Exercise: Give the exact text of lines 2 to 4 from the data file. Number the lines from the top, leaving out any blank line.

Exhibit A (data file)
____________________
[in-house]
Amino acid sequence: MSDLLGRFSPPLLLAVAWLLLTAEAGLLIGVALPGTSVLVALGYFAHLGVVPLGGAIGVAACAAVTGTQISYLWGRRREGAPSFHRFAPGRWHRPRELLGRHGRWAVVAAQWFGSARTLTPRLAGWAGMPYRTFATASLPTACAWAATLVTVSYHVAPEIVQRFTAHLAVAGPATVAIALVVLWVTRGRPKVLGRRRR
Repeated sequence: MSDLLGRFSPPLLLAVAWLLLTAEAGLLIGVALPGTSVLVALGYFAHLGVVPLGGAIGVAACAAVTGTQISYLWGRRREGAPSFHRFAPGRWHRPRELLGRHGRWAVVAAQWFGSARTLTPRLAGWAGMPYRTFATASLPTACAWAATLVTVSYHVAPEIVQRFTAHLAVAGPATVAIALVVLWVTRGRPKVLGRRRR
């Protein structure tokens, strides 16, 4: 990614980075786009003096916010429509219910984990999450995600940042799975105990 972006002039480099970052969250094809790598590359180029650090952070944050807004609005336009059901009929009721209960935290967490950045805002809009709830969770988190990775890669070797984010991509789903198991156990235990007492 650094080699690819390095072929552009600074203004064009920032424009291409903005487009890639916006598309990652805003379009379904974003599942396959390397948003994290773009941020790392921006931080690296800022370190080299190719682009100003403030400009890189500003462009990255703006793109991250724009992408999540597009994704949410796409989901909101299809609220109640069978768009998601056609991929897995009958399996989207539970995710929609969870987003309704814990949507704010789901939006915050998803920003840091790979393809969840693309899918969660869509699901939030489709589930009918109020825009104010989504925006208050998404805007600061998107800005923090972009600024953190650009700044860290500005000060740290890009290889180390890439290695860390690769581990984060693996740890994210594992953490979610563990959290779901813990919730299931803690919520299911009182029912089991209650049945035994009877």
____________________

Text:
Amino acid sequence: MSDLLGRFSPPLLLAVAWLLLTAEAGLLIGVALPGTSVLVALGYFAHLGVVPLGGAIGVAACAAVTGTQISYLWGRRREGAPSFHRFAPGRWHRPRELLGRHGRWAVVAAQWFGSARTLTPRLAGWAGMPYRTFATASLPTACAWAATLVTVSYHVAPEIVQRFTAHLAVAGPATVAIALVVLWVTRGRPKVLGRRRR
Repeated sequence: MSDLLGRFSPPLLLAVAWLLLTAEAGLLIGVALPGTSVLVALGYFAHLGVVPLGGAIGVAACAAVTGTQISYLWGRRREGAPSFHRFAPGRWHRPRELLGRHGRWAVVAAQWFGSARTLTPRLAGWAGMPYRTFATASLPTACAWAATLVTVSYHVAPEIVQRFTAHLAVAGPATVAIALVVLWVTRGRPKVLGRRRR
């Protein structure tokens, strides 16, 4: 990614980075786009003096916010429509219910984990999450995600940042799975105990 972006002039480099970052969250094809790598590359180029650090952070944050807004609005336009059901009929009721209960935290967490950045805002809009709830969770988190990775890669070797984010991509789903198991156990235990007492 650094080699690819390095072929552009600074203004064009920032424009291409903005487009890639916006598309990652805003379009379904974003599942396959390397948003994290773009941020790392921006931080690296800022370190080299190719682009100003403030400009890189500003462009990255703006793109991250724009992408999540597009994704949410796409989901909101299809609220109640069978768009998601056609991929897995009958399996989207539970995710929609969870987003309704814990949507704010789901939006915050998803920003840091790979393809969840693309899918969660869509699901939030489709589930009918109020825009104010989504925006208050998404805007600061998107800005923090972009600024953190650009700044860290500005000060740290890009290889180390890439290695860390690769581990984060693996740890994210594992953490979610563990959290779901813990919730299931803690919520299911009182029912089991209650049945035994009877």